The city named for its rich prairie soil turns 100 this month.
Richfield, the city of lakes and Minnehaha Falls. Home of Southdale, the Galleria and Knollwood Mall. Richfield, Minnesota's biggest city.
But it could have been, if the generous forefathers of Richfield had been a bit greedier about clinging to their territory.
As Minnesota's self-styled "oldest suburb" begins its centennial celebration this month, Richfield is not only acknowledging its past but also saluting its future.
Named for its rich black prairie soil, Richfield in 1858 stretched over 63 square miles, encompassing what is now Minneapolis from Lake Street south, Edina and St. Louis Park, part of Hopkins, the Minneapolis-St. Paul airport and much of Fort Snelling State Park.
Once known as the fertile home of vegetable-selling truck farmers with names like Bachman and Wagner, after World War II Richfield became the classic 1950s suburb with waves of newly built ramblers pushing cows off the farm fields. The population nearly doubled in just a few years.
Now, the city is known as the headquarters of Best Buy and for the new senior citizen and condominium high-rises at the heart of its 7 square miles.
Richfield, which was established as a village in 1908, is unusual in that it has avoided most of the ills of aging postwar suburbs despite its tight boundaries and refusal to become relentlessly upscale.
"What makes Richfield interesting now is the degree to which they're trying to preserve their original dream," said Macalester College geography Prof. David Lanegran. "They're not being gentrified. They're still holding out as a family-based homeowner community. ...
"Richfield, to a remarkable extent, has been able to preserve the dream as being a great place for middle-income people to raise a family."
Trading post drew first settlers
The Richfield Historical Society's soon-to-be-published history book is boldly titled "Richfield: Minnesota's Oldest Suburb." Bloomington and Eden Prairie, which also were established as townships on the same April day in 1858, might beg to differ, as might an old settlement like Stillwater.
But Lisa Plank, the historical society's director, said the designation is appropriate because Richfield originally included Camp Coldwater near Fort Snelling, where in the 1820s a trading post drew the first tiny group of non-native settlers and farmers.
Richfield didn't stay big for long. In 1886 St. Louis Park became a separate village, and in 1889 what was called "west Richfield" became Edina. The state Legislature annexed land to Minneapolis and later the big city grabbed more Richfield land when residents petitioned to become part of the city so they could enjoy services such as a streetcar system.
Then there was the airport. Once home of the Twin Cities Speedway, its easily visible bulls-eye strip of concrete made it a natural target for early pilots who landed wherever they could find flat grasslands, Plank said. In the 1940s, almost 200 homes were removed for the new, bigger airport.
Then after World War II, development just "rolled over" the city, Lanegran said.
Jim Fogerty, head of documentary programs for the Minnesota Historical Society, chose Richfield for a series of oral histories tracking suburban development after the war. Richfield boomed with small developers who bought half-blocks to put up six or eight ramblers at a time, buying more land when those houses sold.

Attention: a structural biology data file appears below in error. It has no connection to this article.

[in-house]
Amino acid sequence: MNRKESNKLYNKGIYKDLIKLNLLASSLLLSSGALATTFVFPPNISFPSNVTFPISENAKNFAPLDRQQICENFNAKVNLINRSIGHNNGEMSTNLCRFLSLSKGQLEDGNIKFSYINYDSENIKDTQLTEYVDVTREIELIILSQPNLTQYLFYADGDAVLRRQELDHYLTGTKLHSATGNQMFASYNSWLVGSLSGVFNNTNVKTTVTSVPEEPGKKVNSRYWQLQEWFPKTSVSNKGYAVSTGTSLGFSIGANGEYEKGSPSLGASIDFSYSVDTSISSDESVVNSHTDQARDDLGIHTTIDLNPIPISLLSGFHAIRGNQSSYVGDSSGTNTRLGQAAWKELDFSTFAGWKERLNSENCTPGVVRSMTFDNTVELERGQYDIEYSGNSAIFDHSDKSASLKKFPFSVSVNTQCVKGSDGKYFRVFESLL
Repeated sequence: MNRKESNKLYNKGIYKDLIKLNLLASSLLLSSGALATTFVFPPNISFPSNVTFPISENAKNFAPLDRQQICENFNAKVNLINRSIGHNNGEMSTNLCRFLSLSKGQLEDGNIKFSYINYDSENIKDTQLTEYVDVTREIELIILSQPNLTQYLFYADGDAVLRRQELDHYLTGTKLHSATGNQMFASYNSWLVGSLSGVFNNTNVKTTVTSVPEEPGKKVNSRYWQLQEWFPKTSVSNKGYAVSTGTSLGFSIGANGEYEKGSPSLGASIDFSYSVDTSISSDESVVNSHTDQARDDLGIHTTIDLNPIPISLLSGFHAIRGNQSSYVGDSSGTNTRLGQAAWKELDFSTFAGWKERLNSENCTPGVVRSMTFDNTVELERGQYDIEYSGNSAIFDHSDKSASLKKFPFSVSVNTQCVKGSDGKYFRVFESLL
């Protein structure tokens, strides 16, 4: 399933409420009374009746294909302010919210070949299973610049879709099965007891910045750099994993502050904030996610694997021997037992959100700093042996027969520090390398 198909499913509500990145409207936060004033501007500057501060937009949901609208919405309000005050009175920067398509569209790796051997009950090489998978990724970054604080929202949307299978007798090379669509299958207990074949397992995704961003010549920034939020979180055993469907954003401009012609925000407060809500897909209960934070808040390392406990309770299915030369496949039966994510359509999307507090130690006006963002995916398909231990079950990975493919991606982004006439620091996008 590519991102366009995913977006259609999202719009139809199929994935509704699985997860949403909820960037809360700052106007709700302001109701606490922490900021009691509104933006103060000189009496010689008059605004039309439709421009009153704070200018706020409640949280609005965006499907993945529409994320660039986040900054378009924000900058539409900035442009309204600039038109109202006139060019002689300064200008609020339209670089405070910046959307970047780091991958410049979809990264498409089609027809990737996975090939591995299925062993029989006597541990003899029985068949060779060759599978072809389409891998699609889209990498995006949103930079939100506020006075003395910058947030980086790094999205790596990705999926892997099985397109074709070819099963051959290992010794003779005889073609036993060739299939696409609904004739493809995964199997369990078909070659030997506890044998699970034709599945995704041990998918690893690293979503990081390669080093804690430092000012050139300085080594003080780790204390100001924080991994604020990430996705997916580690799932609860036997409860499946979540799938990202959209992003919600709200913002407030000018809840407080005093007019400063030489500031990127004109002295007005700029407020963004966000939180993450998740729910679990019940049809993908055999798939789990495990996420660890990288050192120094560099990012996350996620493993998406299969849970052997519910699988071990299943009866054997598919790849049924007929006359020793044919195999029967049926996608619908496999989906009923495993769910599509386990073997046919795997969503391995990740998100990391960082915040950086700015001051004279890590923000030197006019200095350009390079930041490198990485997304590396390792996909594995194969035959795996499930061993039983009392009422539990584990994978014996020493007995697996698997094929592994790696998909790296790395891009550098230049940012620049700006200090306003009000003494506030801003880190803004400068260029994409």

The houses were modest, just 800 to 1,000 square feet, Fogerty said. "People bought them and put in grass," he said. "When they paid for the house, they built a garage. And when that was paid for, they built the iconic breezeway in between."
In one of the oral histories, a resident tells of a returning GI she knew who told his mother that he was getting married and had bought a house. "It's $46 a month," he told her. Alarmed by the expense, she replied, "Are you out of your mind?"
In 1940, fewer than 3,800 people lived in Richfield. Between 1950 and 1954, the population zoomed from just over 17,500 to almost 31,800.
Susan Rosenberg lives in one of those post-World War II ramblers. She moved to the city in 1980, and she and her husband raised twin daughters in the house. Finishing the basement expanded the living space to 1,600 square feet.
They found, "like a lot of young married people, Richfield was affordable and the schools were great," she said. "Now, I can't imagine living anywhere else."
Rosenberg has served on the City Council since 1992 and has seen the city change.
How times have changed
Not so long ago, the city and the public schools were the biggest employers. Today, Best Buy headquarters, with more than 5,000 workers, is the leader.
Once Richfield was almost all white. Now, one in five residents is a minority member, and Richfield schools have the highest proportion of Hispanic students in Hennepin County.
Rosenberg said that today people are moving to Richfield for the same reasons she did. Major highways mean Minneapolis and St. Paul are minutes away by car. Commuting by bus is convenient, and all those little ramblers are affordable housing for young families. Though change causes stress, she said, the city is paying attention.
"If we don't stop and listen to the younger ones coming up, we're dead in the water," she said. "We're looking at bike paths, certain redevelopments. If we don't do that, Richfield won't have the successes it did. We can cherish the past, but we also have to really look forward."
And does she have regrets about giving away all that land to Minneapolis and other suburbs over the past century?
Well, she said, the Twin Cities would be different today.
"I always say if we could have maintained our borders, it would be 'Richfield-St. Paul,'" she said.
Mary Jane Smetanka • 612-673-7380